This short film review is my latest contribution to Mr. Rumsey’s Film Related Musings. A tip of the hat to James, who runs the show over there.


Hurricane is the brand new film from Christiano Dias, an experienced short film director who has managed to fit 20 writer-director credits under his belt in the span of a decade. His latest puts a humorous spin on anti-Communist sentiments running rampant in 1950s America.

It tells a darkly comic tale of a couple, Oslo (Corey Page) and Eva Alduars (Lisa Roumain), experiencing some strange happenings during the course of dinner. A tense argument over the meal soon focuses on the radio they have playing in the background, which crackles in and out before eventually going silent. It reminds Oslo of a similar incident that apparently happened at a neighbor’s house, in which a man had discovered a wiretapping device inside his radio. Supposedly that same man had disappeared from the area not long after that. Oslo suspects the Commies got him.

Moments later, a knock at the door. A boy introduces himself as Benjamin Shaw (David Jay), and appears to be selling newspaper subscriptions. But something just doesn’t add up. Oslo begins to think the timing of these events is no coincidence. Meanwhile, a storm closes in on the house outside. Dias challenges us to consider all of the possibilities here, including what seems most unlikely.

What’s most apparent with Hurricane are the production values. Crisp colors and retro shapes and objects transport you back into the Cold War era, a physical sense of time and place conjured from wisely chosen props and set decor, not least of which is that pesky radio — virtually a character unto itself. Thick curtains drawn across large windows occupy considerable space within the frame, a not-so-subtle nod to the Red Scare.

It’s not just visual cues that tip us off, either. There’s a lot of strong eye-acting going on here, whether it’s an accusatory stare from over the top of Oslo’s glasses or the intense look of irritation, borderline anger, in Eva’s. Watch as the look turns from one of disgust to concern as she watches the man steadily come undone. The period details even is evident in the tones of voices used, the cadence with which the characters speak. Paying attention to these little nuances is more important than to the acting itself, which can be pretty shaky.

Those details add up to a unique and at times disconcerting experience that plays with notions of how paranoia and mistrust can lead us to make poor decisions and act irrationally. The set-up is simple but effective, making for a short film that I really kind of have to recommend.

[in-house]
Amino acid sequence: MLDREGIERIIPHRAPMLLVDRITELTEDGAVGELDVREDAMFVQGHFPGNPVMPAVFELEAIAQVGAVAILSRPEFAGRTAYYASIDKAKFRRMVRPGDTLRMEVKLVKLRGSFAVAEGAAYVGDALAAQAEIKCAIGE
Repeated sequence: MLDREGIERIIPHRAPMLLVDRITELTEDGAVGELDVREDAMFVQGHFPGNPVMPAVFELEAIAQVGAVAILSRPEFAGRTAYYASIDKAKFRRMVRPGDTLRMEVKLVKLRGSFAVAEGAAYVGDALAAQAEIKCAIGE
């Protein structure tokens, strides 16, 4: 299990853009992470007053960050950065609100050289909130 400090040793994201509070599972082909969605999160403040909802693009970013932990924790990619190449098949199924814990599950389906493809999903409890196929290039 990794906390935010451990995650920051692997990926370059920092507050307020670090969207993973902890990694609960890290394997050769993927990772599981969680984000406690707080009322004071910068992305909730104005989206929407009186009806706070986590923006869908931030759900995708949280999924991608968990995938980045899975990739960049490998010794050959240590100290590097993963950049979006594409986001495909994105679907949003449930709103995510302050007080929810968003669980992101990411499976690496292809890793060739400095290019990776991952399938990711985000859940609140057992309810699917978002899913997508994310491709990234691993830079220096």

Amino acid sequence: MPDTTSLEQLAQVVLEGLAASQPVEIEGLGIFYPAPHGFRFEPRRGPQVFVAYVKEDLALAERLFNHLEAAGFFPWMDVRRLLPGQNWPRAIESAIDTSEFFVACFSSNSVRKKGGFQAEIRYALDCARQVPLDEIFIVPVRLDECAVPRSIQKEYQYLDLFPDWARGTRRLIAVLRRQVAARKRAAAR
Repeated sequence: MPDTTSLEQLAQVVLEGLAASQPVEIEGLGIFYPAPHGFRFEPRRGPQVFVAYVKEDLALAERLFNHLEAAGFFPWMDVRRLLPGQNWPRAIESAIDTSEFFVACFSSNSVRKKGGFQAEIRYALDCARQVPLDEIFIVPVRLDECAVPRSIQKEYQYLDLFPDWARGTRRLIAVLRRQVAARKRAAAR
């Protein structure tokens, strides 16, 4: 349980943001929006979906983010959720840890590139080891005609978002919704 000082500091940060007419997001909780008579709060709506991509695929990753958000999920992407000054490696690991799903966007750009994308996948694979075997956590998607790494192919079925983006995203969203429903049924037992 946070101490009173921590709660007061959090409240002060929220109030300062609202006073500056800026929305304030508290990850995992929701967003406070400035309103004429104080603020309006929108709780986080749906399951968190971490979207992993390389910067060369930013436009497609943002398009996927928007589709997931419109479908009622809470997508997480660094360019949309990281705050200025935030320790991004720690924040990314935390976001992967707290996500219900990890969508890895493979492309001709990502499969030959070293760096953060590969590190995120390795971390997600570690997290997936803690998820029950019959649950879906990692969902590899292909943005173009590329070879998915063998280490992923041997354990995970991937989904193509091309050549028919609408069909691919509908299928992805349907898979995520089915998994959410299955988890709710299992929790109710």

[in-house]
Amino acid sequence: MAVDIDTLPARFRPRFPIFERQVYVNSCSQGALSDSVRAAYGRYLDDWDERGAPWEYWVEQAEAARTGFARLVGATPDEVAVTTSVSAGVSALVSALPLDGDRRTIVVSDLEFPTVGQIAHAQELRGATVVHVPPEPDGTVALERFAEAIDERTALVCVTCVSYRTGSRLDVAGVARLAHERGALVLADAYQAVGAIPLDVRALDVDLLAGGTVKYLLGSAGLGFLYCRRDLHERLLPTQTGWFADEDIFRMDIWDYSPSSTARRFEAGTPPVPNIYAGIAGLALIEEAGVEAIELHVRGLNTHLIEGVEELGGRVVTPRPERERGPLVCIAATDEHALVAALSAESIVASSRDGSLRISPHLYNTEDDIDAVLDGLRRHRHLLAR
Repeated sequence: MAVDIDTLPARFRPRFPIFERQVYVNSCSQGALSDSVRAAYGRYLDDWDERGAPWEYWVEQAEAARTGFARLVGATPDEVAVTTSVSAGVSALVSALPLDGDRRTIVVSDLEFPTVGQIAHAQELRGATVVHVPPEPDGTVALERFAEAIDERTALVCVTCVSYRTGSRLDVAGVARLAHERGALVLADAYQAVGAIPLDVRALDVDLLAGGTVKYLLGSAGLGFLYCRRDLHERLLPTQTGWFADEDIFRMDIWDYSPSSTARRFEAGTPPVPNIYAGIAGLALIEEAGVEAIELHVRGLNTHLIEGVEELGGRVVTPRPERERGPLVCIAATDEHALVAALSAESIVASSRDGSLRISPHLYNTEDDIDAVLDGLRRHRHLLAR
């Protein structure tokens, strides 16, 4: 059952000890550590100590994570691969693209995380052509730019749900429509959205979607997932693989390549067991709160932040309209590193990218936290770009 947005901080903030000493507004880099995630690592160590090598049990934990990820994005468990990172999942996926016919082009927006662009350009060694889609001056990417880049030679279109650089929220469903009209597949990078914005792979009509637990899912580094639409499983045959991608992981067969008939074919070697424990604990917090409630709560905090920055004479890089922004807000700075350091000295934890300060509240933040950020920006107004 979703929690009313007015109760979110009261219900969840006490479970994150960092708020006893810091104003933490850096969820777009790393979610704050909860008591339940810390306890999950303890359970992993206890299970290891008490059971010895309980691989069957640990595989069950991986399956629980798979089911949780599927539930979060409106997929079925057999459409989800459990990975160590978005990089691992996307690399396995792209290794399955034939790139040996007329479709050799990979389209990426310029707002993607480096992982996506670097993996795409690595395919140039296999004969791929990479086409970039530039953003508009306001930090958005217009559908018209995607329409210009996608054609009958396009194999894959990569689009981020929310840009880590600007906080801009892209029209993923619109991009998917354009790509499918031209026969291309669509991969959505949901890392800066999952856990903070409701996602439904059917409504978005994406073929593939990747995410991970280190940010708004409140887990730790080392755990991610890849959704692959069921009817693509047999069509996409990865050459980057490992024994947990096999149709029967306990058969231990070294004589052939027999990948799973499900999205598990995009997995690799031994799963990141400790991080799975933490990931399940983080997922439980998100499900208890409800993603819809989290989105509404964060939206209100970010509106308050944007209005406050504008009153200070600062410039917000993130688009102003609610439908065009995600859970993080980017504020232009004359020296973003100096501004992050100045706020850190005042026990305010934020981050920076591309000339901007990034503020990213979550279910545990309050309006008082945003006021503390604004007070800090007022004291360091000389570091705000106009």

Recommendation: An interesting take on the atmosphere of paranoia, fear and mistrust in the years leading up to and certainly including the Cold War. Juggles comedy with dramatic beats pretty effectively, even if the acting is at times a bit shaky. On the whole, though, these are 14 minutes very well spent. I enjoyed the strangeness of it all and this makes me really want to check out more of Dias’ work. An easy recommendation to make. 

Rated: NR

Running Time: 14 mins.

[No trailer available, sorry everyone . . .]

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Photo credits: http://www.screencritix.com; http://www.vimeo.com

Janis: Little Girl Blue

'Janis - Little Girl Blue' movie poster

Release: Friday, November 27, 2015 (limited)

[Netflix]

Written by: Amy J. Berg

Directed by: Amy J. Berg

Janis: Little Girl Blue isn’t the whole puzzle but it offers up a lot of significant pieces in its exploration of the life of iconic blues rocker Janis Joplin. The account offers a celebration of a life cut tragically short, packing in as much fascinating archived footage and interviews with famous faces as a 100-minute treatment can afford. Driven by a narrative that entwines tour/concert/backstage footage with letters she wrote to her family about her experiences, the film earns an emotional heft that also makes an otherwise broad documentary feel more intimate.

It’s a travesty that Joplin’s story feels so familiar. Her succumbing to a powerful drug addiction becomes downright surreal when you consider the company she keeps. Jimi Hendrix. Jim Morrison. Alan Wilson — all gone at 27. And that was just the ’70s. You would think a sense of inevitability would actually ruin the experience, and at times the knowledge of the tragedy and that this has happened so many times before (and since) does indeed loom larger than what’s taking place in front of you. Perhaps it is better, then, to think of the overdose in the motel room not so much as a destination but as just another terrible thing that happened to her. (Lest we forget her being voted ‘Ugliest Man’ in a local college paper before Janis Joplin became Janis Joplin.) Of course, it would be callous to write off her death as a footnote. The point is that this life, as writer-director Amy J. Berg thankfully recognizes, represents much more than a statistic.